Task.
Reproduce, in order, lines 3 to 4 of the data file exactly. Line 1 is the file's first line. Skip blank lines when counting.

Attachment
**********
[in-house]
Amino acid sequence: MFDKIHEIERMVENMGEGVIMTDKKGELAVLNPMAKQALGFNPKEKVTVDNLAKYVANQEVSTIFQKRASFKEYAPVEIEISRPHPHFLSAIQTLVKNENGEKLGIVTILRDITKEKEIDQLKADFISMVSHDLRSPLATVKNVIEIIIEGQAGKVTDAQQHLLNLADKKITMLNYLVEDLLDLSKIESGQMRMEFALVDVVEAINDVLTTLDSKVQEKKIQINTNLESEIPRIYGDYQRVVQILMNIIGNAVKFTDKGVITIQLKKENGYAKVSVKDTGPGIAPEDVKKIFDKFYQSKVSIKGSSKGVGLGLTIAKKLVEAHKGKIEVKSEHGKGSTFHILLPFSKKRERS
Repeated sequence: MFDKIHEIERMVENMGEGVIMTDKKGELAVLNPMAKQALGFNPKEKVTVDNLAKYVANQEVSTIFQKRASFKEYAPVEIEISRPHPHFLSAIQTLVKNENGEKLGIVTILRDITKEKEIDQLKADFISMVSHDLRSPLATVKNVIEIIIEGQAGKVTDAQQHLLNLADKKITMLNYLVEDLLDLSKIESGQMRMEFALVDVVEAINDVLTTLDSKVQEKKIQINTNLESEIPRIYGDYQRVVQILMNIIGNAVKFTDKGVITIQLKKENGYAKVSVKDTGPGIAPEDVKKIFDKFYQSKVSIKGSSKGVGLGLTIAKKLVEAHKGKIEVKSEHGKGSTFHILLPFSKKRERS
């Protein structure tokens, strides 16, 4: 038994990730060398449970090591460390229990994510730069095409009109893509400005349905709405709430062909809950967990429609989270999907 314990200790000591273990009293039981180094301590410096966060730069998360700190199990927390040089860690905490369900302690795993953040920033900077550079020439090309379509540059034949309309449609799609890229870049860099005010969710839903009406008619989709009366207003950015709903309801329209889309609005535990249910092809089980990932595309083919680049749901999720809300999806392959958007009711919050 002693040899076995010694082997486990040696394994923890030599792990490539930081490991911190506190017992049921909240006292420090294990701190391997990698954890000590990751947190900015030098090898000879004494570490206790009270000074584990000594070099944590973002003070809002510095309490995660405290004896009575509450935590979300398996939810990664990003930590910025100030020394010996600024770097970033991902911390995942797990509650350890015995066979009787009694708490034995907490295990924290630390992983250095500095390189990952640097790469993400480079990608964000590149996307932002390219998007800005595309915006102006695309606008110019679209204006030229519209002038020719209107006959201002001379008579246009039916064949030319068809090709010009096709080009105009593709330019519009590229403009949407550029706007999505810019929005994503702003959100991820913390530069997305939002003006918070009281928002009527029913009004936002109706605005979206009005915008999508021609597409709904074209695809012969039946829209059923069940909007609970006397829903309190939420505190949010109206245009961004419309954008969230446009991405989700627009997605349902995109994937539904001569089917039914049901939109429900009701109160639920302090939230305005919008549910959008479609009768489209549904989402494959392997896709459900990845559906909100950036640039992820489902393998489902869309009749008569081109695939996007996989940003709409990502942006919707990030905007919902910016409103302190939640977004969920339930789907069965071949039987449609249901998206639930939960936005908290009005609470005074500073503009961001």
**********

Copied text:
Repeated sequence: MFDKIHEIERMVENMGEGVIMTDKKGELAVLNPMAKQALGFNPKEKVTVDNLAKYVANQEVSTIFQKRASFKEYAPVEIEISRPHPHFLSAIQTLVKNENGEKLGIVTILRDITKEKEIDQLKADFISMVSHDLRSPLATVKNVIEIIIEGQAGKVTDAQQHLLNLADKKITMLNYLVEDLLDLSKIESGQMRMEFALVDVVEAINDVLTTLDSKVQEKKIQINTNLESEIPRIYGDYQRVVQILMNIIGNAVKFTDKGVITIQLKKENGYAKVSVKDTGPGIAPEDVKKIFDKFYQSKVSIKGSSKGVGLGLTIAKKLVEAHKGKIEVKSEHGKGSTFHILLPFSKKRERS
């Protein structure tokens, strides 16, 4: 038994990730060398449970090591460390229990994510730069095409009109893509400005349905709405709430062909809950967990429609989270999907 314990200790000591273990009293039981180094301590410096966060730069998360700190199990927390040089860690905490369900302690795993953040920033900077550079020439090309379509540059034949309309449609799609890229870049860099005010969710839903009406008619989709009366207003950015709903309801329209889309609005535990249910092809089980990932595309083919680049749901999720809300999806392959958007009711919050 002693040899076995010694082997486990040696394994923890030599792990490539930081490991911190506190017992049921909240006292420090294990701190391997990698954890000590990751947190900015030098090898000879004494570490206790009270000074584990000594070099944590973002003070809002510095309490995660405290004896009575509450935590979300398996939810990664990003930590910025100030020394010996600024770097970033991902911390995942797990509650350890015995066979009787009694708490034995907490295990924290630390992983250095500095390189990952640097790469993400480079990608964000590149996307932002390219998007800005595309915006102006695309606008110019679209204006030229519209002038020719209107006959201002001379008579246009039916064949030319068809090709010009096709080009105009593709330019519009590229403009949407550029706007999505810019929005994503702003959100991820913390530069997305939002003006918070009281928002009527029913009004936002109706605005979206009005915008999508021609597409709904074209695809012969039946829209059923069940909007609970006397829903309190939420505190949010109206245009961004419309954008969230446009991405989700627009997605349902995109994937539904001569089917039914049901939109429900009701109160639920302090939230305005919008549910959008479609009768489209549904989402494959392997896709459900990845559906909100950036640039992820489902393998489902869309009749008569081109695939996007996989940003709409990502942006919707990030905007919902910016409103302190939640977004969920339930789907069965071949039987449609249901998206639930939960936005908290009005609470005074500073503009961001």